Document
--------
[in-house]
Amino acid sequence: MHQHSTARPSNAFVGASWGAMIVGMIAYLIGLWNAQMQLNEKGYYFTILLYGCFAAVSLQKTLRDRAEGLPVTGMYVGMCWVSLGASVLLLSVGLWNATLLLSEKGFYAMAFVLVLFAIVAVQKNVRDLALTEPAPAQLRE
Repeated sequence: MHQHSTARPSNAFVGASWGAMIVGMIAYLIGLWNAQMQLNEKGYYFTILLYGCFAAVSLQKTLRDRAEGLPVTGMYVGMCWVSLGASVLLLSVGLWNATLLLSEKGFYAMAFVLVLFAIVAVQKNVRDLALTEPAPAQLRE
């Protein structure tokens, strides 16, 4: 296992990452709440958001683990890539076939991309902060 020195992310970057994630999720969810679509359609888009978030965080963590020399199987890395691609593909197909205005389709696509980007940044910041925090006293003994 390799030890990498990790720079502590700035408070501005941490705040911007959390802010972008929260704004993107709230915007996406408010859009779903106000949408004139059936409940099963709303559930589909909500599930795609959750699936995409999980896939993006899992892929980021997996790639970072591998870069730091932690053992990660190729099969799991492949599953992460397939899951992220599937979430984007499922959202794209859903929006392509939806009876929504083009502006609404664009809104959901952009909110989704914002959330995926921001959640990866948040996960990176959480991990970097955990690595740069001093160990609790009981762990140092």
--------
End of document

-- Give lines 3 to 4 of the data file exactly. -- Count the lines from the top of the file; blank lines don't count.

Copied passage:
Repeated sequence: MHQHSTARPSNAFVGASWGAMIVGMIAYLIGLWNAQMQLNEKGYYFTILLYGCFAAVSLQKTLRDRAEGLPVTGMYVGMCWVSLGASVLLLSVGLWNATLLLSEKGFYAMAFVLVLFAIVAVQKNVRDLALTEPAPAQLRE
């Protein structure tokens, strides 16, 4: 296992990452709440958001683990890539076939991309902060 020195992310970057994630999720969810679509359609888009978030965080963590020399199987890395691609593909197909205005389709696509980007940044910041925090006293003994 390799030890990498990790720079502590700035408070501005941490705040911007959390802010972008929260704004993107709230915007996406408010859009779903106000949408004139059936409940099963709303559930589909909500599930795609959750699936995409999980896939993006899992892929980021997996790639970072591998870069730091932690053992990660190729099969799991492949599953992460397939899951992220599937979430984007499922959202794209859903929006392509939806009876929504083009502006609404664009809104959901952009909110989704914002959330995926921001959640990866948040996960990176959480991990970097955990690595740069001093160990609790009981762990140092």